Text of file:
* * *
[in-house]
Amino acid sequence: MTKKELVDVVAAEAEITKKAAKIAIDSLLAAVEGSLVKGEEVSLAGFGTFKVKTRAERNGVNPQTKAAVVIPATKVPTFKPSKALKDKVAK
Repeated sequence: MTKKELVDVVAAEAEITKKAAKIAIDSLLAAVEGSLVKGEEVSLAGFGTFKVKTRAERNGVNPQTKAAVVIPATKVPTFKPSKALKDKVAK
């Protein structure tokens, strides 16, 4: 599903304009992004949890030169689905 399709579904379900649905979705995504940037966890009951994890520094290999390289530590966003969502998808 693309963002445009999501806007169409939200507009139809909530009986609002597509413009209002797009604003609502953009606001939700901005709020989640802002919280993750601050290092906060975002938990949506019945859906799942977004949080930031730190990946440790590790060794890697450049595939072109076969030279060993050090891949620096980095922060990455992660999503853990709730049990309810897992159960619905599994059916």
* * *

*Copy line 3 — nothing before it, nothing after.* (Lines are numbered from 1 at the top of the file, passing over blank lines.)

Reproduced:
Repeated sequence: MTKKELVDVVAAEAEITKKAAKIAIDSLLAAVEGSLVKGEEVSLAGFGTFKVKTRAERNGVNPQTKAAVVIPATKVPTFKPSKALKDKVAK